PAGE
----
Guide dogs for the blind will be allowed to ride on the Beijing subway from May 1, the service has announced.
The recent revision of the Beijing Subway
Safety Rules will allows helper dogs to assist their blind owners on the subway for the first time ever, a major step forward in China, where guide dogs are currently rarely used and are therefore often shut out of venues that don't allow ordinary mutts.
The issue of guide dogs being shut out of the subway recently came to public attention after a
blind Beijinger, Chen Yan, was prevented from entering her nearest stop, Tiantongyuan on line 5, twelve times because she was with her guide dog Jenny.
Chen finally stopped trying altogether after the subway staff made Jenny cry.
'Jenny also has emotions and doesn't want to be rejected,' Chen told reporters
, '... we'll wait until May [to take the subway].'
There are around 30,000 to 40,000 guide dogs working to help the blind around the world, the vast majority, more than 10,000, in America. In China, however, there are less than 100.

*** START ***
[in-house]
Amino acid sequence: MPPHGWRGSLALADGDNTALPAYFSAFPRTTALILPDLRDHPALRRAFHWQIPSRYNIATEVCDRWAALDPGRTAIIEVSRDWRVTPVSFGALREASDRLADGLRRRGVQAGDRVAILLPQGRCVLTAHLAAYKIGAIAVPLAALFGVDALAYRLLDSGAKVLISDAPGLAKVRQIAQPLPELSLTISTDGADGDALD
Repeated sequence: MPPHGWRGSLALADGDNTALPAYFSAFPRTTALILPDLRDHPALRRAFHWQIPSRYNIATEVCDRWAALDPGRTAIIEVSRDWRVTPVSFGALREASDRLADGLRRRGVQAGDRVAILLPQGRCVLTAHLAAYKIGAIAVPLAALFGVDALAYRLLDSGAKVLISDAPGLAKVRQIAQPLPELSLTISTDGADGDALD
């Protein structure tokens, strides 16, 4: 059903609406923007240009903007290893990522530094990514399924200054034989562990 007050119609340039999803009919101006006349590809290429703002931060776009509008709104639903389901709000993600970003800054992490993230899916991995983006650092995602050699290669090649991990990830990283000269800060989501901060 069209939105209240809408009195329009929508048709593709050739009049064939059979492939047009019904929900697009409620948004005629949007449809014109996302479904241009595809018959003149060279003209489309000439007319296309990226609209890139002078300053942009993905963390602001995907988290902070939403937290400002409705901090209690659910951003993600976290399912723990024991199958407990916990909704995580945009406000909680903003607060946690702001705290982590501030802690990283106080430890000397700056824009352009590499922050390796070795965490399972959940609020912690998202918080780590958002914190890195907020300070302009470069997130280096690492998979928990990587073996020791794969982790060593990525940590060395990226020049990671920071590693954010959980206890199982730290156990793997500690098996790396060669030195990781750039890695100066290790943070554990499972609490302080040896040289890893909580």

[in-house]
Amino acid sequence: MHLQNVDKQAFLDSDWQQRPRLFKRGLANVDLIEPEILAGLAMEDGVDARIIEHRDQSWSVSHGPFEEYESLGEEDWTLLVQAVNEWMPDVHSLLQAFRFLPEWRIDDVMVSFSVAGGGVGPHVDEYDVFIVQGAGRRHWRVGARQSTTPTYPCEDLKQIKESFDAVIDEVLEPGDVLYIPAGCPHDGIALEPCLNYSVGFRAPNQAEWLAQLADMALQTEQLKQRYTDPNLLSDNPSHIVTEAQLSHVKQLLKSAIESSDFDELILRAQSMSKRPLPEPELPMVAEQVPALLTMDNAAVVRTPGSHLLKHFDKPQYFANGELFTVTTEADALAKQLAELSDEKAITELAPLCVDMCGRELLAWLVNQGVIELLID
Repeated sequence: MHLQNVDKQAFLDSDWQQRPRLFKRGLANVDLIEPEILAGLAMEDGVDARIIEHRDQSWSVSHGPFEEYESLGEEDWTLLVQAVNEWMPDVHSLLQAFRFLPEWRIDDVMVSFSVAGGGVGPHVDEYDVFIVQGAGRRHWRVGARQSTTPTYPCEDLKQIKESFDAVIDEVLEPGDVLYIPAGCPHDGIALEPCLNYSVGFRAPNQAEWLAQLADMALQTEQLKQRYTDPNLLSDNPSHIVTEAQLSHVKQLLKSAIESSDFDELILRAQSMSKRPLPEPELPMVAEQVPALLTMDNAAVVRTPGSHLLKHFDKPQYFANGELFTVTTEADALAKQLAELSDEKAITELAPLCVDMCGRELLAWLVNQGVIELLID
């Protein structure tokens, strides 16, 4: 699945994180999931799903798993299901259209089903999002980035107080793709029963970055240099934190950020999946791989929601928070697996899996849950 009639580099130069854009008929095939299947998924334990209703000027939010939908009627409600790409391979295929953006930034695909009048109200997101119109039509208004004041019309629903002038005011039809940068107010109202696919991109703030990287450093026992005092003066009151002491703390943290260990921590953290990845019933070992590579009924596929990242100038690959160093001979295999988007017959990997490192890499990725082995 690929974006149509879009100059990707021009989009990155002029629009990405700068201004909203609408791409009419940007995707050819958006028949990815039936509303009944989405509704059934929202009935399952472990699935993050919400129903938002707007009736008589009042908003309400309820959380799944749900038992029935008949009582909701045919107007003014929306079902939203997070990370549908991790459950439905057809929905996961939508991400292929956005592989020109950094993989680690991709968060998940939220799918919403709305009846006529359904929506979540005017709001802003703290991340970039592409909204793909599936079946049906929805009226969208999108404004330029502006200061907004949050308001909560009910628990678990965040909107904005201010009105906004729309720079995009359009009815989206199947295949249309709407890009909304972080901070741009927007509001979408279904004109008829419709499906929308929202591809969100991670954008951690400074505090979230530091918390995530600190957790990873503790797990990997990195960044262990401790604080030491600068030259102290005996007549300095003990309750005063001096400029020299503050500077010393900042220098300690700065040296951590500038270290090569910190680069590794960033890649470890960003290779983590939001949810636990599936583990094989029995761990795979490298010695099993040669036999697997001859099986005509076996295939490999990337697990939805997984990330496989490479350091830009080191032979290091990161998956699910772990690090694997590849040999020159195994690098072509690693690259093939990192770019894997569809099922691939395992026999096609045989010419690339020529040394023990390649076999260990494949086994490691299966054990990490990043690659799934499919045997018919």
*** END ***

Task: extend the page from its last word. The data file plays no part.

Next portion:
Beijing currently only has ten authorised guide dogs.
All guide dogs in China are trained by Dalian Guide Dog Training Centre, the only officially authorised guide
dog training centre in China.
people can apply for a free guide dog from the centre and then spend at least 21 days training with the dog to make sure they are well to suited to one other.
Training a guide dog costs 120,000 to 150,000RMB
in China. Puppies that are suitable to work as guide dogs are sent to volunteers’ home for
12 to 14 months to get familiar with daily life with people. Later, the puppies return to the training centre to get six months of training before spending around another month with a blind person.
A qualified guide dog will work for the blind for
8 to 10 years.
For all that hard work, we should all be proud to take the subway with guide dogs. Spare a corner, if you see one on your travels around Beijing.